On Sunday mornings I liked to hold conversations with myself while walking to All Saints to serve Mass. I’d remind myself not to talk out loud, but I’d get so caught up in my banter, I couldn’t help it. Words leaked out the side of my mouth, and my hands flapped all over the place. Sometimes the slam of a car door or someone clearing his throat would snap me out of it. Embarrassed, I’d keep quiet for awhile, but then I’d get excited and start talking out loud again.
One Sunday morning I was “talking,” to Linda, a girl in my eight grade class. She hardly ever spoke to me, and when she did she treated me like something she’d just scraped off the bottom of her shoes. Of course, in my mind her contempt for me was just an act. She was just about to pour out her true feelings for me when an inconsiderate Buick and a puddle of acid rain in the gutter ended the conversation.
The beat up Hush Puppies that masqueraded as my Sunday best might not survive the water that Buick heaped on them. My mom would kill me if my shoes were ruined. I panicked and did what my old man always did under pressure--- I reeled off a string of F-bombs. It felt great when they were rolling off my tongue but as soon as my tirade ended the inevitable guilt settled in. After I was all cursed out I whispered an Act of Contrition, hoping to square things with the big JC before Mass started.
When I finally worked up the nerve to look at my shoes, I was relieved to find they weren’t as bad as I’d thought. When I walked they squeaked more than usual but they’d be nearly dry by the time Mass started. I noticed something else, though. In the commotion, the white hooded cassock I’d been carrying over my shoulder had gotten even more wrinkled.
I held it out in front of me and began ironing it with my hand. For every wrinkle I straightened, two more cropped up. As if ironing by hand wasn’t tedious enough, my mother had hung my cassock on a hangar that was too small. The darn thing nearly slid off every time I touched it. When my hand finally cramped into a useless claw, I chucked the hangar down the sewer.
Mom hadn’t bothered to iron my cassock even though I’d told her I’d be serving Mass with John on Sunday. I wondered why she couldn’t be more like his mom. She cooked, cleaned and ironed while also somehow managing to help out at school. I’d been going to All Saints for almost eight years yet I doubted any of the nuns even knew what my mom looked like.
John’s clothes were better than mine but our cassocks were supposed to even that out. Nobody could see what we were wearing underneath them. Only mine looked like I’d slept in it. If I hurried I might be able to use the radiator in the altar boys’ sacristy to steam the wrinkles out.
I was sweating and out of breath by the time I finally stepped inside the covered stairway which led up to the sacristy. When I started up the rubber treaded stairs, the fatigue and my wetter than usual socks caused my feet to land so heavily the echo hurt my ears.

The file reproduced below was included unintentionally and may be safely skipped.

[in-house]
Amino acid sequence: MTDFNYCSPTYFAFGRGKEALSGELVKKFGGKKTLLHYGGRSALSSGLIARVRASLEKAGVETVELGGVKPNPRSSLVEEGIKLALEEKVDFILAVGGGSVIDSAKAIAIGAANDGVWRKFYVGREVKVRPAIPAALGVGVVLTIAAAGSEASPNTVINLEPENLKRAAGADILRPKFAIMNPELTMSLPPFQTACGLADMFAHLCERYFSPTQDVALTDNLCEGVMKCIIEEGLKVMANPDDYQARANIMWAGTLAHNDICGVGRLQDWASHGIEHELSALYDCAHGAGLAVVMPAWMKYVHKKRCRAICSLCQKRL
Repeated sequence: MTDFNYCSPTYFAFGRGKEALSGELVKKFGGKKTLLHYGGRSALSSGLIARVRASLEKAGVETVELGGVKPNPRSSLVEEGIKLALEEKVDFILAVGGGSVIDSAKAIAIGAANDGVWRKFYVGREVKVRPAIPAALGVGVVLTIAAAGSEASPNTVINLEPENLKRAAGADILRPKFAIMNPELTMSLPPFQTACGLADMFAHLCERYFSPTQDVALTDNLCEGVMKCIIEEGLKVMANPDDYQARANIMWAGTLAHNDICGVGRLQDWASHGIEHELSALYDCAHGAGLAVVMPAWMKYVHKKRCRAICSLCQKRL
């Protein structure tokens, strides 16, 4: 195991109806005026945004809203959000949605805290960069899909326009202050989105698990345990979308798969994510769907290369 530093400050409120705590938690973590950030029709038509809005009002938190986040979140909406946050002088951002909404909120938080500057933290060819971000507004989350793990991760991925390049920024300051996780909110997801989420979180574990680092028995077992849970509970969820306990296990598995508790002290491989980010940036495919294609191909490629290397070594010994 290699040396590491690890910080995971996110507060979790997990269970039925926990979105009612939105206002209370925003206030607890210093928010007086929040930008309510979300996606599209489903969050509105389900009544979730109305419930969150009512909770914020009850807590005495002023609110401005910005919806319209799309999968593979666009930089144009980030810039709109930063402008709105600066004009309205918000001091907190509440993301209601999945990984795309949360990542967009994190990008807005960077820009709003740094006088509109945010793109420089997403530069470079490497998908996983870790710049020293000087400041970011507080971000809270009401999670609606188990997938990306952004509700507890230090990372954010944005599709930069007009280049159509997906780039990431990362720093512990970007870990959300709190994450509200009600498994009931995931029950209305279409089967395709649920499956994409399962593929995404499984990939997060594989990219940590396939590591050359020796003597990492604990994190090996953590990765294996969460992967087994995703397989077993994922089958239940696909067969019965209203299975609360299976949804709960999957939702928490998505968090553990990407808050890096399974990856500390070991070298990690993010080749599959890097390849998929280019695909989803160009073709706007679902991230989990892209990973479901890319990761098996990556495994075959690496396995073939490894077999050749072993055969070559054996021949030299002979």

“Boy, am I glad to see you. I was afraid I was going to have to serve this Mass by myself,” John said from the top of the stairs.
“You would’ve been fine,” I said, patting him on the arm as he stepped back to let me through.
The sacristy wasn’t much larger than a phone booth. It smelled like the industrial strength cleaning solvents that Jim, the church custodian, stored in the bottom of a large metal cabinet. He hung extra cassocks in that cabinet too, but the only one in there that morning was too small for me.
The radiator was cold. I opened a window, hoping the cool air would fire up the old broken down boiler in the church basement. While I waited for the familiar clang of the pipes that meant heat was rising, I looked at myself in the full length mirror hanging on the back of the double doors that separated the sacristy from the altar.
“That breeze feels great,” John chirped.
It wasn’t kicking on the boiler, but it was stirring up the cowlick on top of my head. I licked my hands and patted my scalp until my hair temporarily surrendered. My shoes were drying, but my navy blue polyester pants seemed to have risen even higher up my ankles. Occasionally, John glanced in the mirror too, apparently needing to remind himself that his clothes were perfect. The show off wore a turtleneck with brown slacks that came all the way down to his loafers.
“We’d better get our cassocks on,” John said.
The blasted radiator was still cold. John’s cassock was ironed and pressed so well I swore it put itself on while he stood there. I was almost convinced that mine didn’t look that bad until I stood next to him.
“Do I look okay?” somehow slipped out of my mouth.
“Sure,” he said in a tone that at first sounded sincere but grew phony when I kept repeating it to myself.
“Hey, did you do your math homework yet? I’m having trouble with the last few.” John asked.